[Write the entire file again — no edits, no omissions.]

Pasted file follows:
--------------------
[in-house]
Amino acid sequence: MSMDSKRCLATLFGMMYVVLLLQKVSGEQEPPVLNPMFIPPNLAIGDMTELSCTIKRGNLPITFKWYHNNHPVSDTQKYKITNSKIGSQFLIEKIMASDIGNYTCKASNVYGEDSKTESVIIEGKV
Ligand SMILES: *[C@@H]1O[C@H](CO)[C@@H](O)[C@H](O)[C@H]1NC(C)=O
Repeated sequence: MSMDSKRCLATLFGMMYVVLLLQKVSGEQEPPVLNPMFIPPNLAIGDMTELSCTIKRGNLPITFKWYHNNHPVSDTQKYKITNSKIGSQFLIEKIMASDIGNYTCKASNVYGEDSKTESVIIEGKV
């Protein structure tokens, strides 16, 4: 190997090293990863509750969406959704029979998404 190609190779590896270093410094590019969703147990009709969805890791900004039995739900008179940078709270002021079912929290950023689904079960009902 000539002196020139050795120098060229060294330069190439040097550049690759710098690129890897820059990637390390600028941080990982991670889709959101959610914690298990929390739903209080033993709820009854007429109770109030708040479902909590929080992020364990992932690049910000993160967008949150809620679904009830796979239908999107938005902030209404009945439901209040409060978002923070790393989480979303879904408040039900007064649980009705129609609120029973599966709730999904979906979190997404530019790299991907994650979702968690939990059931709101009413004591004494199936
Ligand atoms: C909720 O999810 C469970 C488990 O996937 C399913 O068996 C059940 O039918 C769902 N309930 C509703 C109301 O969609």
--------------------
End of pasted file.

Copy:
[in-house]
Amino acid sequence: MSMDSKRCLATLFGMMYVVLLLQKVSGEQEPPVLNPMFIPPNLAIGDMTELSCTIKRGNLPITFKWYHNNHPVSDTQKYKITNSKIGSQFLIEKIMASDIGNYTCKASNVYGEDSKTESVIIEGKV
Ligand SMILES: *[C@@H]1O[C@H](CO)[C@@H](O)[C@H](O)[C@H]1NC(C)=O
Repeated sequence: MSMDSKRCLATLFGMMYVVLLLQKVSGEQEPPVLNPMFIPPNLAIGDMTELSCTIKRGNLPITFKWYHNNHPVSDTQKYKITNSKIGSQFLIEKIMASDIGNYTCKASNVYGEDSKTESVIIEGKV
């Protein structure tokens, strides 16, 4: 190997090293990863509750969406959704029979998404 190609190779590896270093410094590019969703147990009709969805890791900004039995739900008179940078709270002021079912929290950023689904079960009902 000539002196020139050795120098060229060294330069190439040097550049690759710098690129890897820059990637390390600028941080990982991670889709959101959610914690298990929390739903209080033993709820009854007429109770109030708040479902909590929080992020364990992932690049910000993160967008949150809620679904009830796979239908999107938005902030209404009945439901209040409060978002923070790393989480979303879904408040039900007064649980009705129609609120029973599966709730999904979906979190997404530019790299991907994650979702968690939990059931709101009413004591004494199936
Ligand atoms: C909720 O999810 C469970 C488990 O996937 C399913 O068996 C059940 O039918 C769902 N309930 C509703 C109301 O969609």